Yes, you can. If your Smith's has become world famous for selling handmade ties. Joe Smith cannot, even if his name is also Smith, call another handmade tie company Smith's because that would cause confusion for consumers who could mistake his Smith's for yours. That would be up to a judge to decide of course but the law is very clear AFAIK. If Joe decides to call his dog food company Smith's then there is little risk of consumers mistaking his business for yours, which sells handmade ties, and he would be allowed to call it that.
post #14 of 17
Quote:
Originally Posted by EL72
Yes, you can. If your Smith's has become world famous for selling handmade ties. Joe Smith cannot, even if his name is also Smith, call another handmade tie company Smith's because that would cause confusion for consumers who could mistake his Smith's for yours. That would be up to a judge to decide of course but the law is very clear AFAIK. If Joe decides to call his dog food company Smith's then there is little risk of consumers mistaking his business for yours, which sells handmade ties, and he would be allowed to call it that.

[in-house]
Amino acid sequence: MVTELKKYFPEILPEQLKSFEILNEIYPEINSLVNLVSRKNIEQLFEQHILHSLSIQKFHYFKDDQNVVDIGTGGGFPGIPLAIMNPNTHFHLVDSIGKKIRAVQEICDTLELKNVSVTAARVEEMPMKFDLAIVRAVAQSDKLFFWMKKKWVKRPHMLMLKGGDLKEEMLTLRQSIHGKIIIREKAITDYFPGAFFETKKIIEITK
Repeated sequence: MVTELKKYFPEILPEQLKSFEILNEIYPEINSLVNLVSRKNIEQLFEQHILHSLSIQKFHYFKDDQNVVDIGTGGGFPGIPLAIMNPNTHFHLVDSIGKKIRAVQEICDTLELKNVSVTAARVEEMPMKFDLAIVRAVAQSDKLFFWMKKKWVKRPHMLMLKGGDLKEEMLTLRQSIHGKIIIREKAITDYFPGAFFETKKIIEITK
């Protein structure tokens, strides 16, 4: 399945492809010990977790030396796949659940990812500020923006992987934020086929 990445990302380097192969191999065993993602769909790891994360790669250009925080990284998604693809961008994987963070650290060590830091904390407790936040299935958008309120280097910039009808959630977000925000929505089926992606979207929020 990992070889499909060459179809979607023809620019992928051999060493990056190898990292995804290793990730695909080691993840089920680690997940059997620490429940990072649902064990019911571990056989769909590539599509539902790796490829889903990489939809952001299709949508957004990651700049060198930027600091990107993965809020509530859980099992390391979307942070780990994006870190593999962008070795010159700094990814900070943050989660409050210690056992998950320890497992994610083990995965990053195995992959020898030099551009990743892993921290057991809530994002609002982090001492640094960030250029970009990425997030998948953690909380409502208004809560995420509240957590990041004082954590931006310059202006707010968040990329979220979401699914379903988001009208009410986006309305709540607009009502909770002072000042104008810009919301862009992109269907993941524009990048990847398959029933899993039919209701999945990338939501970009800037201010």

Interesting
post #15 of 17
Quote:
Originally Posted by EL72
I'm not an IP lawyer (though my wife is) but my understanding is that if the name or logo causes confusion in the eyes of an average consumer, then it is infringing on the trademark, irrespective of the exact spelling or specific design.
I am also an IP lawyer, and while the test is indeed whether consumers are likely to be confused, there are a number of factors to be considered, including the sophistication of the relevant consumers. In this case, the makers of "fake" Borrelli would have a reasonable argument that consumers who are in the market for $400 Borrelli shirts (i.e. the members of this forum) are sophisticated enough to immediately realize that the "fake" Borrelli ties are not produced by Luigi Borrelli, particularly given the differences between the logos. This thread piqued my interest so I did a quick search on the PTO website - Luigi Borrelli's only trademark registration is for the mark LUIGI BORRELLI NAPOLI (although they would have common law rights in the mark BORRELLI). However, a company called Design-Italia LLC filed an application for BORRELLI HAND-STITCHED, which was refused registration based on the earlier LUIGI BORRELLI NAPOLI mark. This might be the same company that is responsible for the ties on eBay.